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Ursuline Convent (Charlestown, Boston, Mass.)


Historical Note

Opened in 1820, the Ursuline Convent Academy was the first Roman Catholic school for girls in Massachusetts. On August 11, 1834, spurred on by a revival of anti-Catholic nativism, townspeople ransacked and burned the convent, forcing the students and sisters to flee to nearby farms. Though attempts were made to revive their ministry after the fire, the Bostonian Ursulines were officially disbanded in 1840. In February 1878, former Ursuline Academy student Elizabeth Williams Hayward decided to commemorate the thirty-fourth anniversary of Mount Benedict's destruction by reuniting the former convent girls who were present on the night of the riot. She held a reunion at her home on Pinckney Street in Boston on February 27, 1878. Ann Babson, the wife of state senator John J. Babson of Gloucester, Massachusetts, could not attend the reunion, but she did provide the names of other convent girls and a sketch of her own remembrances of the convent fire, one of the few surviving firsthand accounts.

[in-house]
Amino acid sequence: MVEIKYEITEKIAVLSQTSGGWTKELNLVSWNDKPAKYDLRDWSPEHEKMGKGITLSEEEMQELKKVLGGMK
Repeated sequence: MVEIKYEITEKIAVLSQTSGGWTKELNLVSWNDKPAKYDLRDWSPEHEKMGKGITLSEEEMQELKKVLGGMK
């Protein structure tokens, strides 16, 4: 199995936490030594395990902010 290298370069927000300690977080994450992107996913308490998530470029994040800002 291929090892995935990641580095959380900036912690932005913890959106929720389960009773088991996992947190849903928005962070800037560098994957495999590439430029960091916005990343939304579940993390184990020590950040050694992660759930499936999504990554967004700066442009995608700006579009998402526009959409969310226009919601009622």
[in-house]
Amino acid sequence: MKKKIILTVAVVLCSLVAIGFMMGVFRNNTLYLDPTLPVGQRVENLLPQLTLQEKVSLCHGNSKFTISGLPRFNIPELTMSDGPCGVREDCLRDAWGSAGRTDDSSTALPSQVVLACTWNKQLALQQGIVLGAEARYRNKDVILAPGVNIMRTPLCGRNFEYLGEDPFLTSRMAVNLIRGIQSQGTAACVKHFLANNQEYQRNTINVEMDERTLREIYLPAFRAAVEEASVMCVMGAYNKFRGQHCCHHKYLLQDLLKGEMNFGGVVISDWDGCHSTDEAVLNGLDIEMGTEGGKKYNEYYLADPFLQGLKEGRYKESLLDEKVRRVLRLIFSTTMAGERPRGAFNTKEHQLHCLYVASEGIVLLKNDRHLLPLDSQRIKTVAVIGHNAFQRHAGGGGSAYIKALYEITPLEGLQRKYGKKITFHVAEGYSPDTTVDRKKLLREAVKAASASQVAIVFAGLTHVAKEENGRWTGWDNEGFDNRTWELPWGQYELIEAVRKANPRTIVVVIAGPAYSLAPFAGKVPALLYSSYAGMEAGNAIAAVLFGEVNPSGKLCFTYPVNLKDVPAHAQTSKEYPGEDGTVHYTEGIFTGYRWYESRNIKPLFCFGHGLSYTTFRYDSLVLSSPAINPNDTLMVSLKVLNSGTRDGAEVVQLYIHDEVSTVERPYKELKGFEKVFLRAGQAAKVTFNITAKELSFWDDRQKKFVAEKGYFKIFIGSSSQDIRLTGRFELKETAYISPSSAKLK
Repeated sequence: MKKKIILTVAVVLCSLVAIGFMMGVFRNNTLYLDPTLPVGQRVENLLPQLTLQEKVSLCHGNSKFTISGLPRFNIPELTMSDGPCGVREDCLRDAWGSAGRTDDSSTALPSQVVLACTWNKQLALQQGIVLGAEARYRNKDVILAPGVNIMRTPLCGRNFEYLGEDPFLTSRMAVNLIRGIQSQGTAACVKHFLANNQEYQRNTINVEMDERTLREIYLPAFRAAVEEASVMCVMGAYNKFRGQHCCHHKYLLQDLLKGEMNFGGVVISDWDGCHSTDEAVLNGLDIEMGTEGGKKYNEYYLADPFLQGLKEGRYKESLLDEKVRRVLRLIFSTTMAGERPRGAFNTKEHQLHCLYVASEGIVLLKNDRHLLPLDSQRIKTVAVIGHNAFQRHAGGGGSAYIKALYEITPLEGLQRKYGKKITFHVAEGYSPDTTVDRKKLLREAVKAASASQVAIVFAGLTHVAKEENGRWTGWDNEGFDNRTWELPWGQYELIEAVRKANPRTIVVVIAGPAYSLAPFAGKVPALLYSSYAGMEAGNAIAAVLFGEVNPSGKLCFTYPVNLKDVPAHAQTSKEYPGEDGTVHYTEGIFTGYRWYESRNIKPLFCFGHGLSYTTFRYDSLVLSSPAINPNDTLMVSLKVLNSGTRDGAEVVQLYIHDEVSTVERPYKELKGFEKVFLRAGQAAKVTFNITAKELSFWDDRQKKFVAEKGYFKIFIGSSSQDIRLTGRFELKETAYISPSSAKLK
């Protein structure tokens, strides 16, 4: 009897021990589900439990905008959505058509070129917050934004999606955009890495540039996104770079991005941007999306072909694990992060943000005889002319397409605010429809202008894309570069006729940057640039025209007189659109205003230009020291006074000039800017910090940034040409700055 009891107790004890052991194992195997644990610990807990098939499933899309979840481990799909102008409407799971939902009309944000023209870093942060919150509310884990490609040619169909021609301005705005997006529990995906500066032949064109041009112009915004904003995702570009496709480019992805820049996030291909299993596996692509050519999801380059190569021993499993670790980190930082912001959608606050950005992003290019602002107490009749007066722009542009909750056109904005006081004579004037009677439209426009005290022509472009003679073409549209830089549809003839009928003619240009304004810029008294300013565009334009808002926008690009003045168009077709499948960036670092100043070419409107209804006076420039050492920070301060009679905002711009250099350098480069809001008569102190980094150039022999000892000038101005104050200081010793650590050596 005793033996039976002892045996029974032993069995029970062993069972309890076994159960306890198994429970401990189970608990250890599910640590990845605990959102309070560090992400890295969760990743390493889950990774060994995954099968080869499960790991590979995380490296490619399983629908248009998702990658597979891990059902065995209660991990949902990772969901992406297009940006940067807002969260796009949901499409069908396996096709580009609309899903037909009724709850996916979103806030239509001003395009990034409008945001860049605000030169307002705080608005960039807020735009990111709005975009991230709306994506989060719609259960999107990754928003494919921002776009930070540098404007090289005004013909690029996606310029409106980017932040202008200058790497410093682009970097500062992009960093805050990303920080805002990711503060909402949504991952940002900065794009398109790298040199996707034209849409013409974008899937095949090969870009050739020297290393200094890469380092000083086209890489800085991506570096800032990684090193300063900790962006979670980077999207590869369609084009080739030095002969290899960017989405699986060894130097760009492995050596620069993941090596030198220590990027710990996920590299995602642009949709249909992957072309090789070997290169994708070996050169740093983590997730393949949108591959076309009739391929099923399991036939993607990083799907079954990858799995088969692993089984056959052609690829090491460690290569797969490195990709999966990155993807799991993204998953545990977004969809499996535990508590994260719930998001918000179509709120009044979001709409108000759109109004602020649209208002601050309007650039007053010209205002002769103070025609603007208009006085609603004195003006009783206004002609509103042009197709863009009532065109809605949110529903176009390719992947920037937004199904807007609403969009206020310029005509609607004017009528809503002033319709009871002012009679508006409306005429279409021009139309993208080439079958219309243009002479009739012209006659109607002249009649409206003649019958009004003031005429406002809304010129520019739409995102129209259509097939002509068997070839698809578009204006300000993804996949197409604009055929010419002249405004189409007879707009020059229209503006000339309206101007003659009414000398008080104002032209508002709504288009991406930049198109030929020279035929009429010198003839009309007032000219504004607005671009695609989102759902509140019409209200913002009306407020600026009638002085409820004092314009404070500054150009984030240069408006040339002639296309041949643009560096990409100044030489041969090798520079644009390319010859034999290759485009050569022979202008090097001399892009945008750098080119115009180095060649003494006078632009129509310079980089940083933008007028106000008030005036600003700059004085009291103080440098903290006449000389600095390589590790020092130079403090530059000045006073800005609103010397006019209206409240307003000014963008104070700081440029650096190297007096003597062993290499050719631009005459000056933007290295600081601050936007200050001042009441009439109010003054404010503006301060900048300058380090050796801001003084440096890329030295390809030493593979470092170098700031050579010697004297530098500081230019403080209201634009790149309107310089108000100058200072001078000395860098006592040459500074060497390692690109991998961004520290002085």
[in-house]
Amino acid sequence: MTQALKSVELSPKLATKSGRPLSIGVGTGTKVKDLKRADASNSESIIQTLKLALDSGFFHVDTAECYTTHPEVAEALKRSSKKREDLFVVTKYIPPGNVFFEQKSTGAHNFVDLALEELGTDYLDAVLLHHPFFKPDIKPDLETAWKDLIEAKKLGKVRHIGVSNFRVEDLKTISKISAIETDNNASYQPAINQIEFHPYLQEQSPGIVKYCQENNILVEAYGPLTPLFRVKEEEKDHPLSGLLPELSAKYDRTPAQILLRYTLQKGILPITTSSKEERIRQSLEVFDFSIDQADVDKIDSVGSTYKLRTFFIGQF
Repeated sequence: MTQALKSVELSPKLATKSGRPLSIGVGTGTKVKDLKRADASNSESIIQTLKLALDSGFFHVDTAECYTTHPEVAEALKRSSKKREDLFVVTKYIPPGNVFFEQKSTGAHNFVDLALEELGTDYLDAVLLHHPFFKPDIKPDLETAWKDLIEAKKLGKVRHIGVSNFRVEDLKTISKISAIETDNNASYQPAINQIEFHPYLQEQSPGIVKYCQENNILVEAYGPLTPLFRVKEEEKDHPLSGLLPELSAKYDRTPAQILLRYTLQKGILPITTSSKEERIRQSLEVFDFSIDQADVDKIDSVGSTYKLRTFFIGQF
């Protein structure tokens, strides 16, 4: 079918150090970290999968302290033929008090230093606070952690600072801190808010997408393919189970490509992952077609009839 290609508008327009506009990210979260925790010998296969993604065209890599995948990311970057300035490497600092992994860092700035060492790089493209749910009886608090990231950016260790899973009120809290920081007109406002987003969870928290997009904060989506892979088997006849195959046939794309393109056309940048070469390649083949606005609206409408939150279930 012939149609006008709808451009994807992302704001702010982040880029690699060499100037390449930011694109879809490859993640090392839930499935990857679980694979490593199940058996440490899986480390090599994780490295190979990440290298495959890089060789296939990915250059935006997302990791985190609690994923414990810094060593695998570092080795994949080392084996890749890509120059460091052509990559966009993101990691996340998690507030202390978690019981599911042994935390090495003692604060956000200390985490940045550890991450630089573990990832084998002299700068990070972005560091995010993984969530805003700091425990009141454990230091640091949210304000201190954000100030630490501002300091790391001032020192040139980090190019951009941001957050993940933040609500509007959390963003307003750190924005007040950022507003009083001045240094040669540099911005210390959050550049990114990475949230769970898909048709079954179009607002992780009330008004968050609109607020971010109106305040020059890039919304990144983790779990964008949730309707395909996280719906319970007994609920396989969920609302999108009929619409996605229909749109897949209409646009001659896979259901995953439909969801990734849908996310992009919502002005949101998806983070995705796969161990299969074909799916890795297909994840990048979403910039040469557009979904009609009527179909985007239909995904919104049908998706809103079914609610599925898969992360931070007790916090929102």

Found in 1 Collection or Record:

Elizabeth Hayward collection of Ursuline Academy materials


This collection was compiled by Elizabeth W. Hayward, a former Ursuline Academy student. It contains correspondence, notes, clippings, and printed material relating to the Ursuline Academy convent fire in 1834 and a reunion of Ursuline Academy graduates in 1878. The correspondence series is the largest and includes unpublished firsthand accounts of the convent fire and riots. Materials date from 1830 to 1985, the bulk from 1878.

Restrictions on access

Collection is open for research; digital version avialable.

Dates: circa 1830-1985; Majority of material found in 1878 - 1878